Head Chef Guilbert Ferido outside of Bahay Kainan/Baboys in Carson, Calif. (Photo by Elijah Alavazo)
California State University, Long Beach

Bahay Kainan/BaBoys — A hidden destination offers an adventure in Filipino fusion

Next to an abandoned auto shop, tucked away at the back of a parking lot on bustling Carson Street, lies a Filipino fusion restaurant with a Cordon Bleu-trained chef. Its name is Bahay Kainan/BaBoys.

The hidden location in Carson is something that the chef, Guilbert Ferido, 26, said he appreciates.

“I could put hundreds of signs out there, put hundreds of lights, do neon signs, do whatever I can,” Guilbert Ferido said. “But at the same time, there’s a part of me that’s saying, ‘Let people find you.’ People should hear about it from other people’s mouths.”

During the lunch rush on a recent Friday, tables filled with customers of different ages and races, who spoke English and Tagalog, dined on replicas of food that resembled burgers, burritos and fries — but they weren’t, exactly.

The burgers had Filipino pork egg rolls instead of beef patties. The burritos were filled with tocilog, Filipino cured pork meat with fried egg and fried rice. And the fries were slathered over bistek — Filipino beefsteak.

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For Guilbert Ferido, Bahay Kainan — Tagalog for eating at home — refers to Filipino culture; baboys creates a double meaning by mixing the English word for boys with the Tagalog word for pork.

Together, he said, the name suggests the more modern fusion iteration of his parents’ Bahay Kainan catering service, which was located in the same place until Guilbert Ferido took it over in 2016.

The fusion menu creates a bridge to Filipino culture by twisting its food in American or Mexican menu items.

“I circulated the menu around something more nontraditional, because we’ve been doing traditional food through catering,” Guilbert Ferido said. “I was kind of sick of it.”

For example, the most popular dish, lumpia burger, changes up the typical American hamburger by replacing the beef patty with lumpia, a Filipino version of an eggroll; banana ketchup — sweet ketchup made with bananas, vinegar, spices and sometimes red dye; and Asian slaw made with lettuce.

Bistek onion rings is an amalgam of beef slices braised in soy sauce, onions and garlic.

The decor, too, mixes cultures and styles. The main bamboo counter overlooks simple wooden dining tables; across the counter is the kitchen.

That Friday, Guilbert Ferido scrambled around in the back cooking the food. A plastic fan slowly changed directions in a corner, sending a fresh flow of air into the non-air-conditioned interior.

An older woman came out of the kitchen, eyeing the patrons as she served each table. She glimpsed a new arrival and rushed back to the counter. It was Guilbert Ferido’s mother Elizabeth who helped serve the new customer. She founded the original catering business and now works alongside her son.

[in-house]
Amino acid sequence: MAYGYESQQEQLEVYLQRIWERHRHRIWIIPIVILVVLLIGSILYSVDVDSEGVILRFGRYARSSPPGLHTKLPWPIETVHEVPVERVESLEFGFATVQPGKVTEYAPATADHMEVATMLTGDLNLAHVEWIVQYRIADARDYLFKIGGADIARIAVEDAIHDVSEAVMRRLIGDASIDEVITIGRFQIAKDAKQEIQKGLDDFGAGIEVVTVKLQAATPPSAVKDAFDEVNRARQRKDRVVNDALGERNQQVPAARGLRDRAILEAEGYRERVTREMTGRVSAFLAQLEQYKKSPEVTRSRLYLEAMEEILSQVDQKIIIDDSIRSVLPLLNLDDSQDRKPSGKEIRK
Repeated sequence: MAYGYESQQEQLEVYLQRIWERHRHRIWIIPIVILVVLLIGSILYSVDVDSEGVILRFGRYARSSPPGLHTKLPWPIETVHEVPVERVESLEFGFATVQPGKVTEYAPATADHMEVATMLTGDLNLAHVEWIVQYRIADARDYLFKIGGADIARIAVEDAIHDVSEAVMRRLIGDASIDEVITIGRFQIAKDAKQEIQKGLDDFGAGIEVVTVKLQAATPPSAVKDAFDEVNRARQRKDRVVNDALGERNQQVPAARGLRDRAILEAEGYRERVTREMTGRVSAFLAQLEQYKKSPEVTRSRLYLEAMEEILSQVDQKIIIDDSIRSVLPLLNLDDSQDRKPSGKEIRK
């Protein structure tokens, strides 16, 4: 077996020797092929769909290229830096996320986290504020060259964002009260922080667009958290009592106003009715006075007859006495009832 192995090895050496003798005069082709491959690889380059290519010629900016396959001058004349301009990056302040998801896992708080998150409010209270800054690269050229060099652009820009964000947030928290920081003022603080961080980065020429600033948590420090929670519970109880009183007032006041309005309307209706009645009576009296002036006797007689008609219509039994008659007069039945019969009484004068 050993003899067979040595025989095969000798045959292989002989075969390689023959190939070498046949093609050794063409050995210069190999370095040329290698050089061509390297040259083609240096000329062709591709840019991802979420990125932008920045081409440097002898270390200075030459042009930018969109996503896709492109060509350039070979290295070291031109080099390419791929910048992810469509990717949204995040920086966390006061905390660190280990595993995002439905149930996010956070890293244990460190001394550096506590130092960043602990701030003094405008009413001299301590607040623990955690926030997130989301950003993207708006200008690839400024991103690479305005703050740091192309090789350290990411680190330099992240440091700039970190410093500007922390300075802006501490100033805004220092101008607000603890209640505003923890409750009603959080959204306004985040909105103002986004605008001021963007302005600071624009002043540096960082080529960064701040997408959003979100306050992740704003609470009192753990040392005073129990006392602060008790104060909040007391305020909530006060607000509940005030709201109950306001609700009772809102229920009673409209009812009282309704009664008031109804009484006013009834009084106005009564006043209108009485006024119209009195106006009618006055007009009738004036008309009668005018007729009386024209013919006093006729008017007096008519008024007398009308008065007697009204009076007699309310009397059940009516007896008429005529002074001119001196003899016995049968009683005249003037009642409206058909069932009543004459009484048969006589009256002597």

“Hello,” she said in Filipino-accented English with a smile. “What would you like to eat?”

Guilbert Ferido is the head chef and only chef at Bahay Kainan/BaBoys. Elizabeth, 57, and Guilbert Ferido’s father Guillermo, 62, work to maintain it; Guilbert Ferido’s brother Elezar, 23, comes in on occasion.

Elizabeth and Guillermo migrated from the Philippines in 1990 and wound up in an apartment in Long Beach where they cooked and

Next to an abandoned auto shop, tucked away at the back of a parking lot on bustling Carson Street, lies a Filipino fusion restaurant with a Cordon Bleu-trained chef. Its name is Bahay Kainan/BaBoys.

The hidden location in Carson is something that the chef, Guilbert Ferido, 26, said he appreciates.

“I could put hundreds of signs out there, put hundreds of lights, do neon signs, do whatever I can,” Guilbert Ferido said. “But at the same time, there’s a part of me that’s saying, ‘Let people find you.’ People should hear about it from other people’s mouths.”

During the lunch rush on a recent Friday, tables filled with customers of different ages and races, who spoke English and Tagalog, dined on replicas of food that resembled burgers, burritos and fries — but they weren’t, exactly.

The burgers had Filipino pork egg rolls instead of beef patties. The burritos were filled with tocilog, Filipino cured pork meat with fried egg and fried rice. And the fries were slathered over bistek — Filipino beefsteak.

For Guilbert Ferido, Bahay Kainan — Tagalog for eating at home — refers to Filipino culture; baboys creates a double meaning by mixing the English word for boys with the Tagalog word for pork.

Together, he said, the name suggests the more modern fusion iteration of his parents’ Bahay Kainan catering service, which was located in the same place until Guilbert Ferido took it over in 2016.

The fusion menu creates a bridge to Filipino culture by twisting its food in American or Mexican menu items.

“I circulated the menu around something more nontraditional, because we’ve been doing traditional food through catering,” Guilbert Ferido said. “I was kind of sick of it.”

For example, the most popular dish, lumpia burger, changes up the typical American hamburger by replacing the beef patty with lumpia, a Filipino version of an eggroll; banana ketchup — sweet ketchup made with bananas, vinegar, spices and sometimes red dye; and Asian slaw made with lettuce.

Bistek onion rings is an amalgam of beef slices braised in soy sauce, onions and garlic.

The decor, too, mixes cultures and styles. The main bamboo counter overlooks simple wooden dining tables; across the counter is the kitchen.